Diaspora still trying to reinvent social networks with open source

Most people won’t have even heard of it. Diaspora is an up and coming social network which is getting a lot more attention in some circles in the wake of Google+’s ‘real names’ policy.

Users are climbing on board after being tipped off that there’s a network just like Google+, only without having anything to do with Google, where you can be who you want to be, how you want to be, and still retain full ownership of everything you put there.

Currently invite-only and in alpha, preparing to roll out beta, Diaspora is an open-source social network. It’s run on free software that anyone with a little bit of coding know-how can get involved in developing. The community involvement in running the site is huge. From spreading the word to community support, it’s all open for volunteering.

Unlike Facebook and Google+, company-run businesses which aim to get as much data from you as they possibly can, the guys behind Diaspora take a completely different view:

“With Diaspora you decide what you’d like to share, and with whom. You retain full ownership of all your information, including friend lists, messages, photos, and profile details. You own your pictures, and you shouldn’t have to give that up just to share them. You maintain ownership of everything you share on Diaspora, giving you full control over how it’s distributed.”

Everything you share continues to belong to you, completely.

It’s also a de-centralised architecture, run on a number of different servers who are owned by no particular person or company. If you have an inkling of knowledge, you could even run your own, hosting your own profile, those of friends, or even open it up for the public to jump on board if you have the services. These servers then communicate to form the social network. No one person or company owns it.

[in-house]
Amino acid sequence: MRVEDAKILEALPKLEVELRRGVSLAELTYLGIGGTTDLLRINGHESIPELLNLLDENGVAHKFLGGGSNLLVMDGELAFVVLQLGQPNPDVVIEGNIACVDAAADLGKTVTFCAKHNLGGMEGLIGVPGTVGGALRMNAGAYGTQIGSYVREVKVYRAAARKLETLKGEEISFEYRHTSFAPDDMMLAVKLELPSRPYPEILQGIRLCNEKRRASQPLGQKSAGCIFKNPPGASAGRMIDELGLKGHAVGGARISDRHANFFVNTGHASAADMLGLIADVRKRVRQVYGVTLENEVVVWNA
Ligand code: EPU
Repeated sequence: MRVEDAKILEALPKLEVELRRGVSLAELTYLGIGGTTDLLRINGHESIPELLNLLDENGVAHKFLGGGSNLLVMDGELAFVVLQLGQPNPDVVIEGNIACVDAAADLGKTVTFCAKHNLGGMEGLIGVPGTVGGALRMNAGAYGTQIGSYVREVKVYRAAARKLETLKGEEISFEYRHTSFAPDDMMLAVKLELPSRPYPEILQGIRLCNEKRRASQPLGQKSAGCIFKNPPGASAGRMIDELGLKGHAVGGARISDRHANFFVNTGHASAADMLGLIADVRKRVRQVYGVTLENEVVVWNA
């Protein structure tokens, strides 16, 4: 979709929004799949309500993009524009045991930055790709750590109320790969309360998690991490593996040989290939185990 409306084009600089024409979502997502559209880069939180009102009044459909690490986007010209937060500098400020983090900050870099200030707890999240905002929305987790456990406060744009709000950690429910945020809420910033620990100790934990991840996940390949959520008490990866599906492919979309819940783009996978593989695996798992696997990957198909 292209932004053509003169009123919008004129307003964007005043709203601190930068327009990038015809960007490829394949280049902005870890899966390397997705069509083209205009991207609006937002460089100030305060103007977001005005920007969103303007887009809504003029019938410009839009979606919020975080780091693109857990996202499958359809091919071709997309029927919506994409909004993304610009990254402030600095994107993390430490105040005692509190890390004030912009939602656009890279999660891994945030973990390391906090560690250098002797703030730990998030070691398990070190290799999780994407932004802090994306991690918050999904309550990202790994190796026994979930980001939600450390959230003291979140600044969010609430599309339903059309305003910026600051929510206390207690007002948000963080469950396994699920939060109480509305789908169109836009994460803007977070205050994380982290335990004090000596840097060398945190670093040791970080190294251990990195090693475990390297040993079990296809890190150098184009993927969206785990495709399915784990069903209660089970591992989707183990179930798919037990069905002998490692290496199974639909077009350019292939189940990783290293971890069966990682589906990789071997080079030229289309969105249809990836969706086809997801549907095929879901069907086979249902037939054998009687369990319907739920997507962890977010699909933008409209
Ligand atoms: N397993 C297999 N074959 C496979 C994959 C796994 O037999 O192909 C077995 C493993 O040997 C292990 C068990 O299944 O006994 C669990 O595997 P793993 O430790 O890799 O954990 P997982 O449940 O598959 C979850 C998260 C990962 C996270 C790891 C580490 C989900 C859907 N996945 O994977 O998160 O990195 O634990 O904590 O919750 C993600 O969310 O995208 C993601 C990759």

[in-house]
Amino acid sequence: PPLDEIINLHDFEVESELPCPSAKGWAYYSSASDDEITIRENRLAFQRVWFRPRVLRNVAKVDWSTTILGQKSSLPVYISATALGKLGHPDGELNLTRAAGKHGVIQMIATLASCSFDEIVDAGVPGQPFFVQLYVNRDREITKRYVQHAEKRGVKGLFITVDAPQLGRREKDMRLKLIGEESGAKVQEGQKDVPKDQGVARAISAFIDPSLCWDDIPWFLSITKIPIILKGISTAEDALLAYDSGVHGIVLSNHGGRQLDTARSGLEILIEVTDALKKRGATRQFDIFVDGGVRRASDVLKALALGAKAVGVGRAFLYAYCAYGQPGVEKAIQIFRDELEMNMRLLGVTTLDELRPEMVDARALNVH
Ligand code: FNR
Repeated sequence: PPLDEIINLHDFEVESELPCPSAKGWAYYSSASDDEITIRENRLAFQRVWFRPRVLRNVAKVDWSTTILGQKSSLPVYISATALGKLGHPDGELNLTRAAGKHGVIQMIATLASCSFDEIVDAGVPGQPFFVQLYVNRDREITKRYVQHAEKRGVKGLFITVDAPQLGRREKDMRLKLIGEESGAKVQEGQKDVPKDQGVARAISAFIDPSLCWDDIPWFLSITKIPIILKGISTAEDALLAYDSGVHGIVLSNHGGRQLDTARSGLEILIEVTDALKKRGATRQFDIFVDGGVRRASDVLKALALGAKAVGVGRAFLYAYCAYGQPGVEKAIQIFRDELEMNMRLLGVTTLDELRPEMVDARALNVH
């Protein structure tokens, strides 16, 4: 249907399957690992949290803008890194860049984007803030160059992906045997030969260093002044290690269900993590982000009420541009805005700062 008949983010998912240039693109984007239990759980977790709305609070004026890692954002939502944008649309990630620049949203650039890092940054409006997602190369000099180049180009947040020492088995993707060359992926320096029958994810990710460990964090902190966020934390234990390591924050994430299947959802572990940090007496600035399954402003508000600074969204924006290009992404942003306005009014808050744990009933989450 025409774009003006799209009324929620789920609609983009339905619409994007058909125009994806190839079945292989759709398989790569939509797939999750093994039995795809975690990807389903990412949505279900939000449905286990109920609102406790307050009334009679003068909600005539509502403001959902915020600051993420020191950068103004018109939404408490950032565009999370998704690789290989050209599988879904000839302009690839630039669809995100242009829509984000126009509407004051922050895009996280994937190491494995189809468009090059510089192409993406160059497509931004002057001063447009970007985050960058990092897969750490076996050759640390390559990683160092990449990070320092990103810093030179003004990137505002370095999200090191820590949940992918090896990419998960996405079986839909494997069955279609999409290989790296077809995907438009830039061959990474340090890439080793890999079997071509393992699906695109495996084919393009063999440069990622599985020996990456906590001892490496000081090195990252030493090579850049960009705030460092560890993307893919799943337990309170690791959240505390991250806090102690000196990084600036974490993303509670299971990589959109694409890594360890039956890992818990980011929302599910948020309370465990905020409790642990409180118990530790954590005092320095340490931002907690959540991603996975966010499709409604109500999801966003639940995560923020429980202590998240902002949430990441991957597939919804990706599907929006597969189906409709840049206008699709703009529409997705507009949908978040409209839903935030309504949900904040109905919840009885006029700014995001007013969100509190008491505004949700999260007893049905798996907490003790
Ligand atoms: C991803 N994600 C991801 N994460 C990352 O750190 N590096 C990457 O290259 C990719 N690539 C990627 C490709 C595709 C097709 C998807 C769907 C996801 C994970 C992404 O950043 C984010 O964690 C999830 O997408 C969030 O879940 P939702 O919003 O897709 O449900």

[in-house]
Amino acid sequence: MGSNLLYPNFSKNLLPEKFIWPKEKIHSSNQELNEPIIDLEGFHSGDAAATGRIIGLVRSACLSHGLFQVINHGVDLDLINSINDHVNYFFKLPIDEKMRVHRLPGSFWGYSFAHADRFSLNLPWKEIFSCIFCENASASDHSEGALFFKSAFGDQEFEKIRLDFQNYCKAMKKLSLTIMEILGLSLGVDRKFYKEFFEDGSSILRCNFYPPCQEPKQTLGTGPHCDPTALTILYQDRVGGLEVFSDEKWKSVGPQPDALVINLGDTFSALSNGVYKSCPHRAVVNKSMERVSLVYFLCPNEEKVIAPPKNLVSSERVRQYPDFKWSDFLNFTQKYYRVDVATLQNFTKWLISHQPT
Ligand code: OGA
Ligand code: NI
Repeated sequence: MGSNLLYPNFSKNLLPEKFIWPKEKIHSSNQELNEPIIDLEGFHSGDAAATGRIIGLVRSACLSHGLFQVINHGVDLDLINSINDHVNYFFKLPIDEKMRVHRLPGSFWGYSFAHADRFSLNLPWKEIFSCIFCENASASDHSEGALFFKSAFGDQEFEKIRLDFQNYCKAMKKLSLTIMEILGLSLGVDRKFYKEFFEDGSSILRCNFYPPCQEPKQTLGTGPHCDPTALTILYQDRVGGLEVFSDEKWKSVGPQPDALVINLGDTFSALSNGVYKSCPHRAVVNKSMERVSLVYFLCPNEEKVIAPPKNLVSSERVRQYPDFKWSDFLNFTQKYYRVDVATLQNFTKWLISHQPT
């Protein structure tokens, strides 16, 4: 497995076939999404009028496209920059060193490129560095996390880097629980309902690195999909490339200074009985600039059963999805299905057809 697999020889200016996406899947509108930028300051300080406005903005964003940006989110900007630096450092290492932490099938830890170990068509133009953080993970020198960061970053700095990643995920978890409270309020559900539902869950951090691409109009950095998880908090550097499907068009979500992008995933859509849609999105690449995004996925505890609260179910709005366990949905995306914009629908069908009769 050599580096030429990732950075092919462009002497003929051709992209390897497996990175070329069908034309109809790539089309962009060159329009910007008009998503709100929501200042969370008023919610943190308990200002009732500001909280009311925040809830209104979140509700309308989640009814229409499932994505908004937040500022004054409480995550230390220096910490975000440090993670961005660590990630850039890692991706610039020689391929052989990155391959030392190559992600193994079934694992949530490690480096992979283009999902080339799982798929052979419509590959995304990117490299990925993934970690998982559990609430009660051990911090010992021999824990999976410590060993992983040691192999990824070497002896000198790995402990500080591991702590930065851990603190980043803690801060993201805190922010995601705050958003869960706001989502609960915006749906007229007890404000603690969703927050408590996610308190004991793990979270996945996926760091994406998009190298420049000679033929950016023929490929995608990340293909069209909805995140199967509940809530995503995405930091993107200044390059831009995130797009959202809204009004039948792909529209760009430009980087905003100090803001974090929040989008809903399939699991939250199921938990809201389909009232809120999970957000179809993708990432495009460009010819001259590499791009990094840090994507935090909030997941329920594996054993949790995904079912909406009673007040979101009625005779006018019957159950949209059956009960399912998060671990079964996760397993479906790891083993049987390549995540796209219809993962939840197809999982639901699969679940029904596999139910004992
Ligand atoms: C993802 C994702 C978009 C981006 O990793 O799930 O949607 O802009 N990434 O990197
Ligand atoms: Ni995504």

It has a lot of the same functionality of Google+, including some of the things that Google has been praised for, most notably the ‘circles’ feature. On Diaspora you have ‘aspects’ and they work in pretty much the same way. Diaspora did it first in November last year.

Much like G+, you don’t have character limits to your posts like you do on Facebook or Twitter, making sharing long posts easy. Unlike any of the major social networks, you also have ‘markdown’, a way of formatting posts, using bullet points and a lot of other things which allow for added creativity.

It is an underdog. People are wondering how it’s going to get anywhere if it’s facing a fight with not just Facebook, but Google. And this is where it gets interesting. There is no fight.

Diaspora is not trying to steal users away from other social networks.

Firstly, Google in particular is pushing users away perfectly fine on its own with the nymwars, a battle against Google’s strict enforcement of ‘no pseudonyms’, and Facebook isn’t far behind by insisting it has so much control over all of their content.

Secondly, it doesn’t consider itself to be a rival. It has nothing to do with the current players, and is forming its own path in the social world online.

In the last few days Diaspora HQ, maintained by the students behind the project, reshared a post from one of the users on the site, adding the comment ‘Diaspora is not about killing Facebook or Google+. It’s about reinventing the social web’.

The post likens Diaspora to the walled in AOL services a number of years ago to the WWW, and how AOL was forced into bringing the walls down and allowing users open access. It insists feverishly that the intent is in no way to rival the current giants.

“D* wants to enable you to own your own data and enjoy the open web in a social way. It’s not about killing G+ or FB. It’s about enabling users to own their own social data and have the choice to use any service they want, which will force the walled gardens to provide better services, lest their users leave and take their own data to other services online that provide these for them.”

Whether it succeeds in its plight is anyone’s guess. Robert Scoble, one of the more prolific social network users, has dismissed it completely. With the community support that it’s already receiving from its alpha users, people taking it on themselves to lend a helping hand, and that number of users increasing, it might be worth watching to see what happens.

Could a free, open project like this make Google and Facebook bring down their walls? Probably not, but we’ll see.